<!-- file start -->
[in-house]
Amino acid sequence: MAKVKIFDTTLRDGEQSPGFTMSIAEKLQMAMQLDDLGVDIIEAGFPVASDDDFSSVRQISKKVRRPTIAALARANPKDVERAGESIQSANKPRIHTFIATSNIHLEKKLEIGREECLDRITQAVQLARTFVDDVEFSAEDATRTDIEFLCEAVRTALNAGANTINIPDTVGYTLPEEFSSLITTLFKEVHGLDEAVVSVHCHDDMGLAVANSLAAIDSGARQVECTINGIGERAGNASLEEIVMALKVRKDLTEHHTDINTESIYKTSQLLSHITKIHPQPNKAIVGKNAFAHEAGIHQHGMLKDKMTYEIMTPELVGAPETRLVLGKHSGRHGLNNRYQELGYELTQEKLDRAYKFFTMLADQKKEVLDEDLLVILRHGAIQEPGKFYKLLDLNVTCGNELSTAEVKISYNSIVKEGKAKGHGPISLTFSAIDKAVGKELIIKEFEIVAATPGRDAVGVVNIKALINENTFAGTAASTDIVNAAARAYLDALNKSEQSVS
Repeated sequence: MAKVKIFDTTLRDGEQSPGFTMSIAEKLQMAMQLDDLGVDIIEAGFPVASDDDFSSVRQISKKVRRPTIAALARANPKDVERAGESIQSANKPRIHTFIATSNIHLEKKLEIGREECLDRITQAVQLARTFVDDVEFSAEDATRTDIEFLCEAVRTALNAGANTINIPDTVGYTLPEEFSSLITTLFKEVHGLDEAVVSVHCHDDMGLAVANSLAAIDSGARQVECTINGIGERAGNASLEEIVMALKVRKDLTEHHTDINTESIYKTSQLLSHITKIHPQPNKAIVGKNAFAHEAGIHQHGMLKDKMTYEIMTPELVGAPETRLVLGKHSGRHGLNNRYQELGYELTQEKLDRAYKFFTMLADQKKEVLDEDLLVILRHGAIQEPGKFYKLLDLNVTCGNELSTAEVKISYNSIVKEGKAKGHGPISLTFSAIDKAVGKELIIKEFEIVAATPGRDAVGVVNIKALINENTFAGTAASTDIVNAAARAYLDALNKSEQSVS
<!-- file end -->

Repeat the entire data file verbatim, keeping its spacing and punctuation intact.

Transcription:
[in-house]
Amino acid sequence: MAKVKIFDTTLRDGEQSPGFTMSIAEKLQMAMQLDDLGVDIIEAGFPVASDDDFSSVRQISKKVRRPTIAALARANPKDVERAGESIQSANKPRIHTFIATSNIHLEKKLEIGREECLDRITQAVQLARTFVDDVEFSAEDATRTDIEFLCEAVRTALNAGANTINIPDTVGYTLPEEFSSLITTLFKEVHGLDEAVVSVHCHDDMGLAVANSLAAIDSGARQVECTINGIGERAGNASLEEIVMALKVRKDLTEHHTDINTESIYKTSQLLSHITKIHPQPNKAIVGKNAFAHEAGIHQHGMLKDKMTYEIMTPELVGAPETRLVLGKHSGRHGLNNRYQELGYELTQEKLDRAYKFFTMLADQKKEVLDEDLLVILRHGAIQEPGKFYKLLDLNVTCGNELSTAEVKISYNSIVKEGKAKGHGPISLTFSAIDKAVGKELIIKEFEIVAATPGRDAVGVVNIKALINENTFAGTAASTDIVNAAARAYLDALNKSEQSVS
Repeated sequence: MAKVKIFDTTLRDGEQSPGFTMSIAEKLQMAMQLDDLGVDIIEAGFPVASDDDFSSVRQISKKVRRPTIAALARANPKDVERAGESIQSANKPRIHTFIATSNIHLEKKLEIGREECLDRITQAVQLARTFVDDVEFSAEDATRTDIEFLCEAVRTALNAGANTINIPDTVGYTLPEEFSSLITTLFKEVHGLDEAVVSVHCHDDMGLAVANSLAAIDSGARQVECTINGIGERAGNASLEEIVMALKVRKDLTEHHTDINTESIYKTSQLLSHITKIHPQPNKAIVGKNAFAHEAGIHQHGMLKDKMTYEIMTPELVGAPETRLVLGKHSGRHGLNNRYQELGYELTQEKLDRAYKFFTMLADQKKEVLDEDLLVILRHGAIQEPGKFYKLLDLNVTCGNELSTAEVKISYNSIVKEGKAKGHGPISLTFSAIDKAVGKELIIKEFEIVAATPGRDAVGVVNIKALINENTFAGTAASTDIVNAAARAYLDALNKSEQSVS